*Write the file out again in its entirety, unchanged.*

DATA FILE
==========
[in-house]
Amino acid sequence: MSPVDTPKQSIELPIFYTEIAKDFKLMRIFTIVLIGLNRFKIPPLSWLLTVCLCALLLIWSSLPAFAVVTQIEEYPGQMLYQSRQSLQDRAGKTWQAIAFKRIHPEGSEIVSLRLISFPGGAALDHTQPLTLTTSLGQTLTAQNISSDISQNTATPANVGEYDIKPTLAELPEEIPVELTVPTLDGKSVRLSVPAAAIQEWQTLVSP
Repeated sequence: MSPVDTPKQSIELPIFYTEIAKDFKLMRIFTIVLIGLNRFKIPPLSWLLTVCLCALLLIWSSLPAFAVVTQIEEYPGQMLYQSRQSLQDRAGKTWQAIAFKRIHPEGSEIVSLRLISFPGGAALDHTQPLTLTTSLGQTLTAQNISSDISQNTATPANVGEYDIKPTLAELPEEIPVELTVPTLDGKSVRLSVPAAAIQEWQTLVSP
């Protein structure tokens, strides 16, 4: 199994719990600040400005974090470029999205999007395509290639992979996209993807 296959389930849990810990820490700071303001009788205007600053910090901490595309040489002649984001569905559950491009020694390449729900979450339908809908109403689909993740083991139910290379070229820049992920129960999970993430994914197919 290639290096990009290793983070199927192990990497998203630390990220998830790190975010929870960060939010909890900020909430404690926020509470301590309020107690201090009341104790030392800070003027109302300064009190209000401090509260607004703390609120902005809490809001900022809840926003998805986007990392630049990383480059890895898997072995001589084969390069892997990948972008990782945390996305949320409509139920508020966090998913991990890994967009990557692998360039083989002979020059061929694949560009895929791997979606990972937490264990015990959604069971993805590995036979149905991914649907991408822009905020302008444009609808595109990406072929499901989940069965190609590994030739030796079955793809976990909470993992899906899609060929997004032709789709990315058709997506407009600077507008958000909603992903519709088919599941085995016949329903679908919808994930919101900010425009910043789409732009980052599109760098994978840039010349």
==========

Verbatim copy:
[in-house]
Amino acid sequence: MSPVDTPKQSIELPIFYTEIAKDFKLMRIFTIVLIGLNRFKIPPLSWLLTVCLCALLLIWSSLPAFAVVTQIEEYPGQMLYQSRQSLQDRAGKTWQAIAFKRIHPEGSEIVSLRLISFPGGAALDHTQPLTLTTSLGQTLTAQNISSDISQNTATPANVGEYDIKPTLAELPEEIPVELTVPTLDGKSVRLSVPAAAIQEWQTLVSP
Repeated sequence: MSPVDTPKQSIELPIFYTEIAKDFKLMRIFTIVLIGLNRFKIPPLSWLLTVCLCALLLIWSSLPAFAVVTQIEEYPGQMLYQSRQSLQDRAGKTWQAIAFKRIHPEGSEIVSLRLISFPGGAALDHTQPLTLTTSLGQTLTAQNISSDISQNTATPANVGEYDIKPTLAELPEEIPVELTVPTLDGKSVRLSVPAAAIQEWQTLVSP
């Protein structure tokens, strides 16, 4: 199994719990600040400005974090470029999205999007395509290639992979996209993807 296959389930849990810990820490700071303001009788205007600053910090901490595309040489002649984001569905559950491009020694390449729900979450339908809908109403689909993740083991139910290379070229820049992920129960999970993430994914197919 290639290096990009290793983070199927192990990497998203630390990220998830790190975010929870960060939010909890900020909430404690926020509470301590309020107690201090009341104790030392800070003027109302300064009190209000401090509260607004703390609120902005809490809001900022809840926003998805986007990392630049990383480059890895898997072995001589084969390069892997990948972008990782945390996305949320409509139920508020966090998913991990890994967009990557692998360039083989002979020059061929694949560009895929791997979606990972937490264990015990959604069971993805590995036979149905991914649907991408822009905020302008444009609808595109990406072929499901989940069965190609590994030739030796079955793809976990909470993992899906899609060929997004032709789709990315058709997506407009600077507008958000909603992903519709088919599941085995016949329903679908919808994930919101900010425009910043789409732009980052599109760098994978840039010349």